There are (literally) hundreds of potential allergens and other toxic chemicals in cigarrette smoke which can cause skin reactions like you describe. I’ve studied far more Chinese Medicine than Western Medicine, and the link is clear within that system, but doesn’t mean much to most people in English. (Stagnant Qi and Toxicity of the Liver causing excess heat and dampness, if you really want to know. Also Lung Heat and excess yang, which expresses on the skin in redness and swelling.)
Really, I’m not sure what you’re asking. Could the cigarrettes be causing your skin problems? Sure. But you already knew that. Anecdotally, my large group of smoking friends (and I was one of them) all recognize the link between smoking and bad skin. Acne, dryness, redness, swelling, irritation - all exacerbated by both the chemicals in smoke and the actual heat and drying effects of the physical smoke itself. Smoke is hot and dry - neither of those are things that skin likes.
Is it an allergy that allergy medication can alleviate? Probably not. Allergy medicines are usually antihistamines, and this probably isn’t a histamine response the way hay fever is. Histamine responses are earmarked by mucus production or itching. This is a physical and chemical irritation of the epidermis. But you already knew the antihistamines aren’t working. It could still be an “allergy”, but probably not exclusively. Most likely it’s a combination of evils.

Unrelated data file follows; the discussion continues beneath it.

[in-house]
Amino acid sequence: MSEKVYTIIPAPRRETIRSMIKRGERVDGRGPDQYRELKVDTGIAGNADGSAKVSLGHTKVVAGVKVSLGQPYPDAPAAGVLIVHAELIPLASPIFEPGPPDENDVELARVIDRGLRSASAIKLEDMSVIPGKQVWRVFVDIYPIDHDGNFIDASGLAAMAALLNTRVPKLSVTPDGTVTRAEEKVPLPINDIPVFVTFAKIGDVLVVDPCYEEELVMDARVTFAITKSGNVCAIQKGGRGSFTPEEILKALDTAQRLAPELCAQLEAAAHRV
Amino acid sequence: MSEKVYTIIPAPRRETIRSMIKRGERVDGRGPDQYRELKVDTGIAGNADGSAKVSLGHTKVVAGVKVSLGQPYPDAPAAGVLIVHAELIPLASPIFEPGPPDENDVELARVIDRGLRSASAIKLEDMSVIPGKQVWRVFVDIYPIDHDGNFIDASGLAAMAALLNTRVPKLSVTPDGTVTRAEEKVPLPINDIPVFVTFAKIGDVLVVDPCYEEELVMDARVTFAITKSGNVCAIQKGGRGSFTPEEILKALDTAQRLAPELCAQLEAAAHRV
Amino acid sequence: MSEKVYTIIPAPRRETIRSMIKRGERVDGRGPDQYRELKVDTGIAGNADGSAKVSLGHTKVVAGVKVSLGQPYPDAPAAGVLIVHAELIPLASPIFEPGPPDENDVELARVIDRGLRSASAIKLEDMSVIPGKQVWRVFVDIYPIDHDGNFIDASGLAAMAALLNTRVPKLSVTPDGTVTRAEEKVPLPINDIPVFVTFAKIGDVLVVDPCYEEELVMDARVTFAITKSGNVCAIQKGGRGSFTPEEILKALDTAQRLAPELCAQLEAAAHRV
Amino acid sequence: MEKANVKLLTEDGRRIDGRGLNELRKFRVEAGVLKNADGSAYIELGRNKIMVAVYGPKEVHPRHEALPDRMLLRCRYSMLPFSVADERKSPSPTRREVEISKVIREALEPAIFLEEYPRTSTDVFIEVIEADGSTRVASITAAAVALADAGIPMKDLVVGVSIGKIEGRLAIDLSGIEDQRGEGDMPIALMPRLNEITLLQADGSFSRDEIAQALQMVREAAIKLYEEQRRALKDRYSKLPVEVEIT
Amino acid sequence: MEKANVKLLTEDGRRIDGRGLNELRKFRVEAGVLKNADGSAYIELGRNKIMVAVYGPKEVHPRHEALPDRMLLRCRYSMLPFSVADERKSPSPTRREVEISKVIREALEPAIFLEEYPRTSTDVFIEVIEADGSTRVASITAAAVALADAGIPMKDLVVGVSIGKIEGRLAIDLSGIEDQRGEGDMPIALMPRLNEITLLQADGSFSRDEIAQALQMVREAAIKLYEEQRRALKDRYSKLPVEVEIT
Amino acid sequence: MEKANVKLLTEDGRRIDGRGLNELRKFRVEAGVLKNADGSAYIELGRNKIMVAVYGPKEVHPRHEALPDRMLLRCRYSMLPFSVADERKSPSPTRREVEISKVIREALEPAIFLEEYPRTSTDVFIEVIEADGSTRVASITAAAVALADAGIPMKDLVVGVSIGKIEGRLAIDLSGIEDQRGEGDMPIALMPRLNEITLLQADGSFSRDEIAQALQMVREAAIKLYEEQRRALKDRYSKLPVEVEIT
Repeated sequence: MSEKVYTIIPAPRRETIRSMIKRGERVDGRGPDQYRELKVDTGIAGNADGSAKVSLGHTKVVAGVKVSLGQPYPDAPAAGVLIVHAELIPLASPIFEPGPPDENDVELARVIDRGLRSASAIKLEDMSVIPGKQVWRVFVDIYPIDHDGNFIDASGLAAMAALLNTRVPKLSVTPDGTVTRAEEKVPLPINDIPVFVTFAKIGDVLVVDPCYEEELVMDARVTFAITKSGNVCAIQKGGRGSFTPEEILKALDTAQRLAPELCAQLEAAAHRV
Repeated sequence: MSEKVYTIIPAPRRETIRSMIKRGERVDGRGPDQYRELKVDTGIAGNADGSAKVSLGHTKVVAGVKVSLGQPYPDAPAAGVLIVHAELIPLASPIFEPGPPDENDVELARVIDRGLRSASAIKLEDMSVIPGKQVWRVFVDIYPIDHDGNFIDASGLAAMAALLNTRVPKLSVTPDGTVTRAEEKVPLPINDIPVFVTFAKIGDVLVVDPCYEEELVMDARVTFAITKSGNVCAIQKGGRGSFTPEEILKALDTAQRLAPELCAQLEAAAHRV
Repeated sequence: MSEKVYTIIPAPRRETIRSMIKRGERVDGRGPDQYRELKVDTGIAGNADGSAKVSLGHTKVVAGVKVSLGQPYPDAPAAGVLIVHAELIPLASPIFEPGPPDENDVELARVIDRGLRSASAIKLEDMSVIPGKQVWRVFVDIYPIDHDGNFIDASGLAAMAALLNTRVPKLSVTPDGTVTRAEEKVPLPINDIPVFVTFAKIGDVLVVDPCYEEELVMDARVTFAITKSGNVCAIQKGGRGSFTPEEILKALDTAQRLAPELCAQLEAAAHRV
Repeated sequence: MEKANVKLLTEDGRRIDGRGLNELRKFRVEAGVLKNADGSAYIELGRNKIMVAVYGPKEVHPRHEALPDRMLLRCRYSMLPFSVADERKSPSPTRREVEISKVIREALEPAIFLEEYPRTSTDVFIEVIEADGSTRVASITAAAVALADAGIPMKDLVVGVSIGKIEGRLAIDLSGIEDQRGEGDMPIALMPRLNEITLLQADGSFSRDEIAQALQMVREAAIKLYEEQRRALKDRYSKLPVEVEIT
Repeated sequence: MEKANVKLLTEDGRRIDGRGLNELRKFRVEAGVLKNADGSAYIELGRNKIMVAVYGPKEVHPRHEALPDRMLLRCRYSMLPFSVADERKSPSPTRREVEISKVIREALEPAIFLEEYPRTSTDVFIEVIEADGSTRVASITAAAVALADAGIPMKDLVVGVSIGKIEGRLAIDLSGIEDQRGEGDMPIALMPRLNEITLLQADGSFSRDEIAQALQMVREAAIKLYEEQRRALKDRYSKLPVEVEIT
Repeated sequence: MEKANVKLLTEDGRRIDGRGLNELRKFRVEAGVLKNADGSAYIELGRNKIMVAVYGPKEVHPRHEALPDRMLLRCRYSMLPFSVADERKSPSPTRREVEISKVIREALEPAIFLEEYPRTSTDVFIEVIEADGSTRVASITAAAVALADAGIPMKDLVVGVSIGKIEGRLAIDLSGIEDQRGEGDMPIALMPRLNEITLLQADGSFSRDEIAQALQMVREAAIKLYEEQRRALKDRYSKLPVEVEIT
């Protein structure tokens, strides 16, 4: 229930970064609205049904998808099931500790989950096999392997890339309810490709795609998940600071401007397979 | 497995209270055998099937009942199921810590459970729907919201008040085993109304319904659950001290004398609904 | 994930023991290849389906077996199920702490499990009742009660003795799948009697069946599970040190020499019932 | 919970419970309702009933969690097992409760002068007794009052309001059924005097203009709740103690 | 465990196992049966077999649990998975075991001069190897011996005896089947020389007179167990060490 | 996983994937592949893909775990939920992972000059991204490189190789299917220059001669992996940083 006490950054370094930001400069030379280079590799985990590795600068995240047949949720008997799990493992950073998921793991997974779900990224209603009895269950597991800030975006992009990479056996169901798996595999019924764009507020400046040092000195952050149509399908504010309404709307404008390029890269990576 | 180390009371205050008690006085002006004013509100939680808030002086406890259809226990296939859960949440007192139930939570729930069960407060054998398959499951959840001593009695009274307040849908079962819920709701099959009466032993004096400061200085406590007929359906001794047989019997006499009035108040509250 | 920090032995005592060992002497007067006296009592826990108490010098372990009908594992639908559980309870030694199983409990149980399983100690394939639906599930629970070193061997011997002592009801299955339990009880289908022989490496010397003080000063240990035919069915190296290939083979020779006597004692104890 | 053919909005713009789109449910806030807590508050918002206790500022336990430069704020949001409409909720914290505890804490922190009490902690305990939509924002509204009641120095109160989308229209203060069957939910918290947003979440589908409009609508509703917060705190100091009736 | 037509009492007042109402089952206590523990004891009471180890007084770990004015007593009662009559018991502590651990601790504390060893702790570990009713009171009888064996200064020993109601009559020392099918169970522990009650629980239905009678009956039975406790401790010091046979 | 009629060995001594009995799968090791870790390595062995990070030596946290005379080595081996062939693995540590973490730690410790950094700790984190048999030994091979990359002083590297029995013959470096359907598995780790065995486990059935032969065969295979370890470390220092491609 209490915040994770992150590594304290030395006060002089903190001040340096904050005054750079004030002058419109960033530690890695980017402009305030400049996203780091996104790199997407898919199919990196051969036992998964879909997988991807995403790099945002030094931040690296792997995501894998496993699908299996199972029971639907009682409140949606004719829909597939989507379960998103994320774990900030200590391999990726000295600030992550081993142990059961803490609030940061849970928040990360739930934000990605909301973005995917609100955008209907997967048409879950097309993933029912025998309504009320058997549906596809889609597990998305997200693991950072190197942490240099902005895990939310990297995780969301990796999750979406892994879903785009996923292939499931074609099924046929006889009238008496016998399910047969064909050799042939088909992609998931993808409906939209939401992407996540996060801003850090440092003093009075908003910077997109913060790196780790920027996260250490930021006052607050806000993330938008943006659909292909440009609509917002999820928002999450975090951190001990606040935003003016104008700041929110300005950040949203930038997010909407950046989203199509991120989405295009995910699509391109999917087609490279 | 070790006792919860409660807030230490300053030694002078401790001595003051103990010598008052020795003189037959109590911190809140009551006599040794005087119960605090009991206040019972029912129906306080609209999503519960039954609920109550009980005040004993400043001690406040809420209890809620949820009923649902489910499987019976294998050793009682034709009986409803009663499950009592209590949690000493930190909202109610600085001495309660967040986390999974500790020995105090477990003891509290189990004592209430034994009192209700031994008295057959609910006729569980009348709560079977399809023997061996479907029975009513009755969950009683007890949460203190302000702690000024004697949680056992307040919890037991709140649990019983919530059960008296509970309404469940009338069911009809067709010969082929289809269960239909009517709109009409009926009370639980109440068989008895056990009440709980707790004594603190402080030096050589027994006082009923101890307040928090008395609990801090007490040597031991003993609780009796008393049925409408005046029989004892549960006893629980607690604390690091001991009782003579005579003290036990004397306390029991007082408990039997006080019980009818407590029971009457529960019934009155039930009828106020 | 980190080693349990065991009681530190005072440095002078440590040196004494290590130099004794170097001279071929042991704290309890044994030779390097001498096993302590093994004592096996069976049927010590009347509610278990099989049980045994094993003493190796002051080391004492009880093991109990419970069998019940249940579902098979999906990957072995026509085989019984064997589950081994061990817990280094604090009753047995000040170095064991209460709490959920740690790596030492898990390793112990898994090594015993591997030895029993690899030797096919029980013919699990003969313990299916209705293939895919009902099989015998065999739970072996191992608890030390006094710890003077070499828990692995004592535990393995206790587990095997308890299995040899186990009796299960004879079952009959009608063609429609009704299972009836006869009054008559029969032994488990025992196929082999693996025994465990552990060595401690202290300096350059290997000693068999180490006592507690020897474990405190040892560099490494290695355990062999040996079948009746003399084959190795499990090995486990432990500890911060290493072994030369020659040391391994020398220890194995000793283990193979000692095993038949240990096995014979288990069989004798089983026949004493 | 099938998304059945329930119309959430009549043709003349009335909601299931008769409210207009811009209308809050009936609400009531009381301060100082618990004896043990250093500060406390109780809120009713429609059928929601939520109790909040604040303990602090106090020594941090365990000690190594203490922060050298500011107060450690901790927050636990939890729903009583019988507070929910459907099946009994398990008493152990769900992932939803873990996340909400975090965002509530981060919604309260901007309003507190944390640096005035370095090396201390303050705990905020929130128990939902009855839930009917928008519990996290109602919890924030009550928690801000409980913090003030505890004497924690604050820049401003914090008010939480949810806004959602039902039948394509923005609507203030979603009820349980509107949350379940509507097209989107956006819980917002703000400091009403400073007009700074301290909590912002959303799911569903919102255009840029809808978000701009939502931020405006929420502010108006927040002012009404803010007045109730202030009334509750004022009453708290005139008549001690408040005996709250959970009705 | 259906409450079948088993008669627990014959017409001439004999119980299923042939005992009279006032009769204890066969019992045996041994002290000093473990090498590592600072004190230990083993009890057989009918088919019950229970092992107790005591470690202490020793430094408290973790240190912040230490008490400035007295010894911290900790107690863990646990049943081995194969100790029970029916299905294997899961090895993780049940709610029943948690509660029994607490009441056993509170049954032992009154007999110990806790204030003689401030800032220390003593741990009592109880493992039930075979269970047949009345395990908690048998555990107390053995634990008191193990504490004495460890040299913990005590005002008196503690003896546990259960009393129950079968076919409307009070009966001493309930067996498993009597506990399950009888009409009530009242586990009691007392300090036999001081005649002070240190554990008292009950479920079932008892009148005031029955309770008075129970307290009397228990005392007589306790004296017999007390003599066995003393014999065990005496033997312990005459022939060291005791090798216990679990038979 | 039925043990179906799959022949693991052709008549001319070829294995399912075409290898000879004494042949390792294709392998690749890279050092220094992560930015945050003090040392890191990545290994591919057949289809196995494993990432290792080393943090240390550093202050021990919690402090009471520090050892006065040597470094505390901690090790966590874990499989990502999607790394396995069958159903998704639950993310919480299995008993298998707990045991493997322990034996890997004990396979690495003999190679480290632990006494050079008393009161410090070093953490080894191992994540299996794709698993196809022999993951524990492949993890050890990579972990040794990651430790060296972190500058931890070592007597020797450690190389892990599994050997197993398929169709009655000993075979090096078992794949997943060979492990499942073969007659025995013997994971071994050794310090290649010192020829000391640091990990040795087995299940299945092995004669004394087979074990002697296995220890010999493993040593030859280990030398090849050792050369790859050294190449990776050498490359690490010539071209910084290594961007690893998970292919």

So yes, the problem is very likely to be the cigarrettes, but no, it’s probably not an allergy the way you’re thinking of it. Allergy pills are not likely to help. Quitting smoking will. In my experience, a dedicated regimen of herbs and acupuncture might help, or it might not. If you’re a heavy smoker, no way. There’s only so much “health” you can add to the equation. If you’re not willing to eliminate the “unhealth” then it can’t overcome that challenge.
As for the “you are addicted” pile-on that’s brewing, it’s important to remember that cigarrettes are multiple level addictors. Yeah, if you’re going for days without one, you’re probably not physically addicted. You may not even be psychologically addicted (needing one for purely mental reasons). But there’s another level of addiction, which I think only former addicts really recognize: social addiction. You sound a lot like me when I was smoking, where you’ll go days or even weeks without smoking, but then you hang out with smoker friends again, and find yourself buying a pack on the way there or bumming off people all night. Smoking is a social thing, no doubt. It can give you something to share, something to distract you when things are uncomfortable, something to occupy your hands, something to gesture emphatically with. (How many times have you finished a great conversation and lit up as an exclamation point at the end? I did that all the time.) Plus, of course, the chemical cocktails of nicotine and alcohol or nicotine and caffeine are wonderfully yummy and orgasmic.
My point? You can be physically, psychologically or socially addicted to smoking. I believe you that you’re not the first. But I strongly suspect you are the final.